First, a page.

This led to the SP taking leftovers to lunch, which led to his co-worker asking for the recipe, which led to many discussions among the menfolk about diet and what is supposedly good for you, with the SP passing along all my reading about fats and oils and proteins and tofu and processed crap.
I may have started a little mini-cult. Heh Heh. (Seriously. The Recipe is here. Go try it.)
But he asked me a question I couldn't answer this morning, having to do with olive oil. See, I've heard for years that you couldn't use olive oil for frying, because of olive oil's supposedly low smoke point, but over the past year I'd been using more and more olive oil in my frying mixture, and now I am using it exclusively, and I have not had a single problem with it smoking or overheating at 375°.
So I went looking for an answer to this olive oil problem. And it seems--as I suspected--the idea that olive oil can't be used for cooking is so much propaganda. I shouldn't be at all surprised if it originated with the Crisco manufacturers, back in the 1920's.
From the Olive Oil source:
If you go to the internet or the market to look for smoke points you will see something interesting. Every oil claims to have the highest smoke point. One website for macadamia nut oil puts their oil at the top of the list with a smoke point of 410 degrees F. On their chart, olive oil comes in at a measly 190 degrees F. This is below the temperature of a hot cup of tea!
The Olive Oil Source claims that extra virgin olive oil smokes from 400 to 365 degrees F, according to it's free fatty acid content. But the macadamia nut folk say that olive oil smokes at the temperature of hot water out of the tap; 190 degrees. When I suggested to the macadamia people that it seemed unlikely that olive oil smokes at a temperature lower than boiling water and that maybe they were confusing centigrade with Fahrenheit they insisted they were right.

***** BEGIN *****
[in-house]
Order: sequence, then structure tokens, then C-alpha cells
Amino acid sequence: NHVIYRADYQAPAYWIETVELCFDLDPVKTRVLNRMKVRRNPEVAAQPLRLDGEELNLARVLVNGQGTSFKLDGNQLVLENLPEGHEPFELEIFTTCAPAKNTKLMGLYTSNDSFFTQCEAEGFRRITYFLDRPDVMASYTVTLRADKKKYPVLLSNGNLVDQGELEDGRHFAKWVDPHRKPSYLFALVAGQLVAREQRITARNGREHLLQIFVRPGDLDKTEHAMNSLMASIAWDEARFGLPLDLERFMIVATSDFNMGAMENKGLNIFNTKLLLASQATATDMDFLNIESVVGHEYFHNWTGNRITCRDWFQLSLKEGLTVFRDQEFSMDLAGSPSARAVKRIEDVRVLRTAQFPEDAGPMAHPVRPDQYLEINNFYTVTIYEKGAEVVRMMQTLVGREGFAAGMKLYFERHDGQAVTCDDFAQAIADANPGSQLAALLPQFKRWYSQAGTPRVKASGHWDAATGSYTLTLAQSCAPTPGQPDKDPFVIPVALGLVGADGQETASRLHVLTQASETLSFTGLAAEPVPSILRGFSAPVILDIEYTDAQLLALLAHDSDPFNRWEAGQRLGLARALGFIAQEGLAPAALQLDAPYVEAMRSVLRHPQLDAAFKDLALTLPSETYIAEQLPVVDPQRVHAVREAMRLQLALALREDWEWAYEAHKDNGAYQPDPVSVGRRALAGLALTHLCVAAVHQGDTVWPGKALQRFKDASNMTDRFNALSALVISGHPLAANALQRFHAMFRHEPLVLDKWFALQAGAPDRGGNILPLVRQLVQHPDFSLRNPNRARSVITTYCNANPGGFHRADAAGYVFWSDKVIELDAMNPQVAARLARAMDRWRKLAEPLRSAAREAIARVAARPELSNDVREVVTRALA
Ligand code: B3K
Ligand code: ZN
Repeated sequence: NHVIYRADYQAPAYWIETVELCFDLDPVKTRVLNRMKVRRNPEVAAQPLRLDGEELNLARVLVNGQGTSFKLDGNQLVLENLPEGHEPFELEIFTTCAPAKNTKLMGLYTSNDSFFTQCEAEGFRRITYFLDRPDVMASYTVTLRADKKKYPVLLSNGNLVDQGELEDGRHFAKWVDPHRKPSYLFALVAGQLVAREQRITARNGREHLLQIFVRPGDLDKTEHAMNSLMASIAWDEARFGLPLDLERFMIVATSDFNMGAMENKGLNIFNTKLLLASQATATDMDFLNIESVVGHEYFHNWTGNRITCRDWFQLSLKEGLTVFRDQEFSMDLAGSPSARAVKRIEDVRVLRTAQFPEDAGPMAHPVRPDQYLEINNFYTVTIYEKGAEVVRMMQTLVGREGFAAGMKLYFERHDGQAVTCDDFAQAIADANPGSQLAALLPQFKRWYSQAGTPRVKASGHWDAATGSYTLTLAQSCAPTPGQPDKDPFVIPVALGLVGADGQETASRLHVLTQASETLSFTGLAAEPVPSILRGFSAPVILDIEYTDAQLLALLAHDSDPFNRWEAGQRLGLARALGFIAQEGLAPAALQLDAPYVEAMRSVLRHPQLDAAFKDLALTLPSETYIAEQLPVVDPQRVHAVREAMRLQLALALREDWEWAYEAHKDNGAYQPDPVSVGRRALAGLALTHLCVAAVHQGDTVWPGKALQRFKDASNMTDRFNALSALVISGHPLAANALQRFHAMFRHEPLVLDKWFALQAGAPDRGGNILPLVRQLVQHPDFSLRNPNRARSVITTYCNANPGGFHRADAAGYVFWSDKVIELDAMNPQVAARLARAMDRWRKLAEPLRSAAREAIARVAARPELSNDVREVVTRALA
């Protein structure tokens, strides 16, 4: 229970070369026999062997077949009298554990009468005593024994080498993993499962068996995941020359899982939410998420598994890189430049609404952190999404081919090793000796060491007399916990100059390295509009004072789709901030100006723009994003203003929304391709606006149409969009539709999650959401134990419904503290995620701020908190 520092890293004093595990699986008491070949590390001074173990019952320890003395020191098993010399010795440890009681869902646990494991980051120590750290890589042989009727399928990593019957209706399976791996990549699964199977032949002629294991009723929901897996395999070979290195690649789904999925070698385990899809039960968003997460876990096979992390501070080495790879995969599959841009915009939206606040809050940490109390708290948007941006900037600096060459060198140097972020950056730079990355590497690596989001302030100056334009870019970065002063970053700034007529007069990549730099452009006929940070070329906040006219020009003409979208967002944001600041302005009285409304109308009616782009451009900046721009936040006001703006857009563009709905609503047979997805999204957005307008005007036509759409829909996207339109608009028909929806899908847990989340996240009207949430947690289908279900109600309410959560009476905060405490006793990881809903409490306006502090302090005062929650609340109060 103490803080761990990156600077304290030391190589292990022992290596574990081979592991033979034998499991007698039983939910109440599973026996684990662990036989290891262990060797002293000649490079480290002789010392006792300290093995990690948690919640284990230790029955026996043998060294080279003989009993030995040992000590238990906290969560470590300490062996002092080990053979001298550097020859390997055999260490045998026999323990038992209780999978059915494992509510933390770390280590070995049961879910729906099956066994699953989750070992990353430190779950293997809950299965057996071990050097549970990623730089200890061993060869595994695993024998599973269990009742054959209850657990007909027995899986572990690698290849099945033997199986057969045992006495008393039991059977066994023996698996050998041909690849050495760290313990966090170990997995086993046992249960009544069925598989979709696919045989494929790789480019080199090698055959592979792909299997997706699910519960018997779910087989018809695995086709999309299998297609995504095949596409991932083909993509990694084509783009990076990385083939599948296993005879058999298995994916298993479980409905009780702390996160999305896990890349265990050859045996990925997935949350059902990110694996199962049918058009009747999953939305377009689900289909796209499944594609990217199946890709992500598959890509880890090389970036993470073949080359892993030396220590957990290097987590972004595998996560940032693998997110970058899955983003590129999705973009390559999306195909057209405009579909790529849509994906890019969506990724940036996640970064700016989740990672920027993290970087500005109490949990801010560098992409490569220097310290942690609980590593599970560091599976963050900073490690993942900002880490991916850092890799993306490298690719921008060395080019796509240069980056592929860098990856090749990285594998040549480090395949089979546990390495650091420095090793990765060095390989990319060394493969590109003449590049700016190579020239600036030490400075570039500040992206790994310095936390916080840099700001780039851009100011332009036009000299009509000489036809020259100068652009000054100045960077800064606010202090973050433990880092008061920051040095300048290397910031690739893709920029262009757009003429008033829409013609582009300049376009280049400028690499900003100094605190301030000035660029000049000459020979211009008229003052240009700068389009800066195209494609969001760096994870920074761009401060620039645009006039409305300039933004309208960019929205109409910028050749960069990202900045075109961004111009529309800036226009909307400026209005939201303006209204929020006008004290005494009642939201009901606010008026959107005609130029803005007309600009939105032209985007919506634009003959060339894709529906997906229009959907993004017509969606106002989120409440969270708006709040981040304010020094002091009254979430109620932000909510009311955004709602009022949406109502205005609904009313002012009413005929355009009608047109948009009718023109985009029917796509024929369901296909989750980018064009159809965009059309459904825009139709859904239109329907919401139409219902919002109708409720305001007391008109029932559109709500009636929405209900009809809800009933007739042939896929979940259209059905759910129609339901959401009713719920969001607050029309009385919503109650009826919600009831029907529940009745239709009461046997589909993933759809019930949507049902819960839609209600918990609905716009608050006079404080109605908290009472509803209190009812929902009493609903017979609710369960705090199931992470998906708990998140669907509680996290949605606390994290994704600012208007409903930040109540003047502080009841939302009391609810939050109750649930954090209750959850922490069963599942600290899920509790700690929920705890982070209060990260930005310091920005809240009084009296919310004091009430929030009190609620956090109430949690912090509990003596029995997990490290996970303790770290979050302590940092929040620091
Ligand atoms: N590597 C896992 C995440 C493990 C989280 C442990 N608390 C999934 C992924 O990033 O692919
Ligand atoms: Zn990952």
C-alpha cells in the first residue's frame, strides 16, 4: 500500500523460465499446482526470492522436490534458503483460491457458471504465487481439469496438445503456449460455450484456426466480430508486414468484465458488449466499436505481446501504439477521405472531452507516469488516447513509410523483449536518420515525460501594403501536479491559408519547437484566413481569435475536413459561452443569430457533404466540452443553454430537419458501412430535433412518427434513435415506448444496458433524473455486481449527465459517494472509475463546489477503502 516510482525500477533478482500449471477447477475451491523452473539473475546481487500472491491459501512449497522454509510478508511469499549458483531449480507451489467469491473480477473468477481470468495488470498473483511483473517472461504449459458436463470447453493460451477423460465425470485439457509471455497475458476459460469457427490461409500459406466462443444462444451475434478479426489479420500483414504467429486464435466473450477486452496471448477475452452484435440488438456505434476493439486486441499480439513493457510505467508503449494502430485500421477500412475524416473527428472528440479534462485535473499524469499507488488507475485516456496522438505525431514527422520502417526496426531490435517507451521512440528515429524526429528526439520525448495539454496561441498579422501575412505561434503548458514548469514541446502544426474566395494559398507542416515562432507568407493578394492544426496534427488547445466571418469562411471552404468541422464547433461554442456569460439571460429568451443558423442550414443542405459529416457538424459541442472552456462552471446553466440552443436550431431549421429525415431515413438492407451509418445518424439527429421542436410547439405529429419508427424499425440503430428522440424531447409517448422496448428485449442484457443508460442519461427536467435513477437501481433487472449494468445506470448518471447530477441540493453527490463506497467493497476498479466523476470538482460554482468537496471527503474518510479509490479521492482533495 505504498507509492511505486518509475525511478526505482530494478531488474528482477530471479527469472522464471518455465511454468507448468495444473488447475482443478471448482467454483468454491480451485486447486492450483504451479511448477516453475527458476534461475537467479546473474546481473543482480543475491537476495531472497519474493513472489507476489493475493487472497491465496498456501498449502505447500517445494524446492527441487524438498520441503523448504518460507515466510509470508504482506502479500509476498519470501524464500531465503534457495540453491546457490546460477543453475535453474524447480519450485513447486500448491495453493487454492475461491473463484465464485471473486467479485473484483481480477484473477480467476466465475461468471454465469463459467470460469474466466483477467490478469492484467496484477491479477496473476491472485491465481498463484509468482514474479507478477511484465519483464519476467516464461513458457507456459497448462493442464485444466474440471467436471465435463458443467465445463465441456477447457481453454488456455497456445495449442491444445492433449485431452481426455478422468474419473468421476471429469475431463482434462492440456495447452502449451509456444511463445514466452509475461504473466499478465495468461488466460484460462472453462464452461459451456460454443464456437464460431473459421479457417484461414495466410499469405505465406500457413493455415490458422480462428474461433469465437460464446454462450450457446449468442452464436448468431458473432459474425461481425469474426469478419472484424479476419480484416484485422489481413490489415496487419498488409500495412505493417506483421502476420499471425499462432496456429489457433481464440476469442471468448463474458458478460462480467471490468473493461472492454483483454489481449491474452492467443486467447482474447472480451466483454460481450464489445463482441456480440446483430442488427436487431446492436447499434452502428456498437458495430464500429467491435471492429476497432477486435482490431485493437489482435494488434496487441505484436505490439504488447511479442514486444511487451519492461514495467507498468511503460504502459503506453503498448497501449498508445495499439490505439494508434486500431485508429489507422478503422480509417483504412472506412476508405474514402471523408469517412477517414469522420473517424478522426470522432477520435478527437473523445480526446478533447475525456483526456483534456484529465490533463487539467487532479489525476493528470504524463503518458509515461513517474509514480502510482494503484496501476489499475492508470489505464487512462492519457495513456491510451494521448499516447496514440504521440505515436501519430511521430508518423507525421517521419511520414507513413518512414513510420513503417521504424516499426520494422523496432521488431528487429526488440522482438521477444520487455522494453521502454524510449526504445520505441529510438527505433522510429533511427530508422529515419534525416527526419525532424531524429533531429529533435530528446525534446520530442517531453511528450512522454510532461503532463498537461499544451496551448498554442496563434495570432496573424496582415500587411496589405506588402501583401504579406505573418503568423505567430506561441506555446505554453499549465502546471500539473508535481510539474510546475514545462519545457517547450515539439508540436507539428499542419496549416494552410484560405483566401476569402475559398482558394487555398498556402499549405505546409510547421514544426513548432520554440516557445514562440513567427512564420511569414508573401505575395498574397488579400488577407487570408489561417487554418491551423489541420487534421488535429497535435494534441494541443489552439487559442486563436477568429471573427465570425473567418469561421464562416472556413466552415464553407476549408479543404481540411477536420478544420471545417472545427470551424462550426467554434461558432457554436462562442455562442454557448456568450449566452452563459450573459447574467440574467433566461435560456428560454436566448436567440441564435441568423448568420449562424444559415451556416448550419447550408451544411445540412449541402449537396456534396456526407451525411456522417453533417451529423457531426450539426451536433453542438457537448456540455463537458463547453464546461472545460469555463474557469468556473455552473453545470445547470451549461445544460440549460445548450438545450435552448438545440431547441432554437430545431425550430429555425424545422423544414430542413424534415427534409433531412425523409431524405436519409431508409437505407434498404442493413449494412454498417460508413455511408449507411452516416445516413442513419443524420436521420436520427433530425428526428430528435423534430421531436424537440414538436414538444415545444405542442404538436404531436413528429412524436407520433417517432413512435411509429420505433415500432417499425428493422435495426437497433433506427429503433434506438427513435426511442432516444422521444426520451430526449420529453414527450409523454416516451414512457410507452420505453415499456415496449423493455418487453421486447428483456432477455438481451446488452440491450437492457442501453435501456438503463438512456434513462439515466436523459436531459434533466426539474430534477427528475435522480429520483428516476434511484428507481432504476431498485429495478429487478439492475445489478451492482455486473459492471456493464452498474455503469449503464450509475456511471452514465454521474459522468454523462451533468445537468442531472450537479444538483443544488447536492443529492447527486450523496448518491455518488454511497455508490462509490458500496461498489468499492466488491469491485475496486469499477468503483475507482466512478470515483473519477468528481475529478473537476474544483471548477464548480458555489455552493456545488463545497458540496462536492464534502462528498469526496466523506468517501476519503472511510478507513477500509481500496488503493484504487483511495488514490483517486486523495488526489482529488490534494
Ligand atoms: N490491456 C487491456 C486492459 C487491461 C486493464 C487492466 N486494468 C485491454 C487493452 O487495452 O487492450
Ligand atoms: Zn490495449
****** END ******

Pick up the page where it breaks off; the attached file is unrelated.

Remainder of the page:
So who do you trust for the real smoke point? Here is what some research yielded:
The International Olive Oil Council: 410˚
Institute of Shortening and Edible Oils: 420˚
Or why not get some olive oil off the shelf and heat it up in a saucepan with a frying thermometer? This is properly done in a lab with special lighting which shows the first hint of smoke. My stovetop experiment yielded 350 degrees for a jug of discount store oil which had been sitting open in the garage for a few years and 380 for a premium fresh extra virgin oil. Olive oil is fine for frying.
And if that's too random for you, here's the skinny from Food Network:
The filtration process for this light-style oil also gives it a higher smoke point than regular olive oil. Light olive oils can therefore be used for high-heat frying, whereas regular olive oil is better suited for low- to medium-heat cooking, as well as for many uncooked foods such as salad dressings and marinades. The International Olive Oil Institute recommends using pure olive oil for frying, since the flavor of extra virgin olive oil tends to break down at frying temperatures, making the added expense a waste.
I like the olive oil. Since I'm using the Pomace, or third-press, oil, it's relatively inexpensive, it has little or no taste of its own (at least compared to canola or peanut oil) and it doesn't give me heartburn or bowel discomfort the way Crisco does.
Of course you can use whatever oil you like. I just enjoy bursting other people's absurd balloons. Now go forth and fry!